“I can be late for a date that ’s fine, but he better be on time!”– Shania Twain, Any Man of Mine
*tribute to Shania Twain visiting Vancouver!
We have all experienced the horrible consequences of being late on occasion.
This especially holds true for real estate. Timing in a real estate conveyance is critical. In the standard CBA/BCREA contract of purchase and sale one of the important terms of the contract is paragraph 12, the “time is of the essence” clause.
12. Time will be of the essence hereof, and unless the balance of the cash payment is paid and such formal agreement to pay the balance as may be necessary is entered into on or before the Completion Date, the Seller may at the Seller’s option, terminate the contract, and in such event the amount paid by the Buyer will be absolutely forfeited to the Seller in accordance with the Real Estate Services Act on account of damages without prejudice to the Seller’s other remedies.
Do not take this clause for granted! It not only stresses the importance of the timing in which the contract must be completed but also the consequences of being even “a minute too late.”
What does “Time of the Essence” mean?
It means that the parties must perform their obligations strictly within the time frame stipulated in the contract.
Failure to act within said time frame will constitute a breach of the contract, giving the other party the right to pursue his or her legal remedies forthwith.
When time is of the essence, the consequences of being a minute too late can be disastrous to the offending party.
Losing the Deal
In Gill v Bal 2017 BCSC 2015 the Supreme Court re-enforced the importance of not being late. The contract stated that the transfer documents were to be registered by 4:00 p.m. on the closing date. However, at 4:00 p.m. the Buyers were not in a position to close as their lawyer had not yet received the money in his trust account to enable him to register the conveyance pursuant to the standard CBA undertakings which are made part of the contract pursuant to paragraph 14. At 4:19 p.m. the Seller required the executed transfer documents to be returned as the Buyers were not in a position to close and had missed the 4:00 p.m. deadline. At 5:36 p.m. the Buyers were finally able to close, having received the mortgage funds. The Seller refused to complete. The court held that the Buyers were in breach having not been ready to close at 4:00 p.m. as required by the contract. The court awarded the Seller not only the deposit but additional damages as the Seller had to obtain additional financing in order to close on another property.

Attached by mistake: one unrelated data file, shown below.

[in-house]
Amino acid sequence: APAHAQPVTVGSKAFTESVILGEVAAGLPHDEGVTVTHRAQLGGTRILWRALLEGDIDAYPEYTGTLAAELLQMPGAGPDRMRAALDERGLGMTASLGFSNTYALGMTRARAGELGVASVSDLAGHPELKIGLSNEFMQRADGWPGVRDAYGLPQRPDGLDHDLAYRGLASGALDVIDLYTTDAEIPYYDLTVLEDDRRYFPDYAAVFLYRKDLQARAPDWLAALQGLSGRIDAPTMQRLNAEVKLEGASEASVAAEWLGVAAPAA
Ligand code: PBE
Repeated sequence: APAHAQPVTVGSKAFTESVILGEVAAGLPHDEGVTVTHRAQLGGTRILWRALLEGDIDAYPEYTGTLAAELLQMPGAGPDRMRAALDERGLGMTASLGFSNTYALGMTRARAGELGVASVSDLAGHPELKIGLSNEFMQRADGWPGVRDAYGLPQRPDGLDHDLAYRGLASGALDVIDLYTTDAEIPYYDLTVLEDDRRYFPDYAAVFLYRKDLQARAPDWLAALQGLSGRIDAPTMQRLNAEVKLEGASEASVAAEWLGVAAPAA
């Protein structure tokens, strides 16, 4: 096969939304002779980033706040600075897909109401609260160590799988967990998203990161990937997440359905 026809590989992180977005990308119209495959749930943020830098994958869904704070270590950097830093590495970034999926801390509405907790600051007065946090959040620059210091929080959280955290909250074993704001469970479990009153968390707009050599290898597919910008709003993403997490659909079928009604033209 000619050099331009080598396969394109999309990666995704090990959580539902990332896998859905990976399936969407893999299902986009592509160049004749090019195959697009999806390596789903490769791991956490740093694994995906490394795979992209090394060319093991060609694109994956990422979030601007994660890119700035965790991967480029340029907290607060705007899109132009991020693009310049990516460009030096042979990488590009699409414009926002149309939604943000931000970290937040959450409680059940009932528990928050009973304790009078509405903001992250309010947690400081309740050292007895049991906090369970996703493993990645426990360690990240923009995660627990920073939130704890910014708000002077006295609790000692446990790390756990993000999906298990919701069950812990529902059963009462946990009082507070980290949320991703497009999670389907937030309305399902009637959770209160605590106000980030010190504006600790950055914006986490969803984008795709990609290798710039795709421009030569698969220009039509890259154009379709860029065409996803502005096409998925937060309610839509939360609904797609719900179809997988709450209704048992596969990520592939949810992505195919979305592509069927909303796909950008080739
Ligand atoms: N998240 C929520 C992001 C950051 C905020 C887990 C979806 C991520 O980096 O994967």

Forfeiting the Deposit
One of the basic principles of contract law is that damages are calculated on the actual loss suffered by the innocent party. An exception to this rule exists in the context of a real estate deposit. In British Columbia, if a purchaser defaults or is otherwise unable to complete a real estate purchase he is liable to forfeit his or her deposit even if there was no actual loss suffered by the seller. In Tang v Zhang 2013 BCCA 52, the BC Court of Appeal confirmed that the Seller was entitled to keep a $100,000 deposit even though the Seller suffered no actual loss as he was able to resell the property at a higher price. The court considered the deposit to be earnest money (a term borrowed from US jurisprudence) and therefore subject to forfeiture upon default by the buyer.
Extending the Completion Date
Sometimes circumstances occur where it is impossible for one of the parties to complete on the closing date. If the parties agree to extend the closing date, then the time of the essence clause must be expressly reinstated to give sufficient notice to the other party that the new closing date is being relied on. It is not sufficient to state “all other terms and conditions to remain the same” (Ambassador Industries v Kastens 2001 BCSC 484).
If timing of the contract is critical to a party, anytime the contract is amended or extended, the time is of the essence clause should be reasserted for further assurance that the timing of the deal remains an essential part of the contract.
Waiving Time is of the Essence
Like all other terms, time being of the essence can be waived.
If by words or conduct a party waives the time is of the essence clause, timing of the contract will cease to be strictly enforceable.
In such case the party is given a reasonable time to perform her contractual obligations (Whittal v Kour 1969 CanlII 701 (BCCA) cited in Salama Enterprises (1988) Inc v Grewal 1990 CanLII 1677 (BCSC)).
The Moral of the Story
In today’s hot market where property values are sky high, a purchaser needs to make sure that she and her lawyer get everything done on time! A purchaser stands to lose not only her dream home but potentially a substantial deposit as well.
A realtor who cavalierly assumes that a seller “will be reasonable” in the face of a request for a last minute, short term extension may be in for a rude awakening when the seller digs his heels in and refuses to agree to it (perhaps a back-up offer is in the wings), resulting in the realtor’s client losing the deal and forfeiting her deposit in the process! (guess who’s getting sued after that happens?)
Remember the words of William Shakespeare which are apropos in every real estate transaction:
“It is better to be three hours too soon, than a minute too late!”
P A Z D E R LAW CORPORATION,
Real Estate Lawyers
DISCLAIMER: The foregoing is for information purposes only and does not constitute legal advice. The reader is urged to consult a lawyer prior to acting or relying on the information contained herein. Such information can change over time due to many factors. In addition the reader’s own particular legal or financial circumstances may affect his or her ability to make use of this information.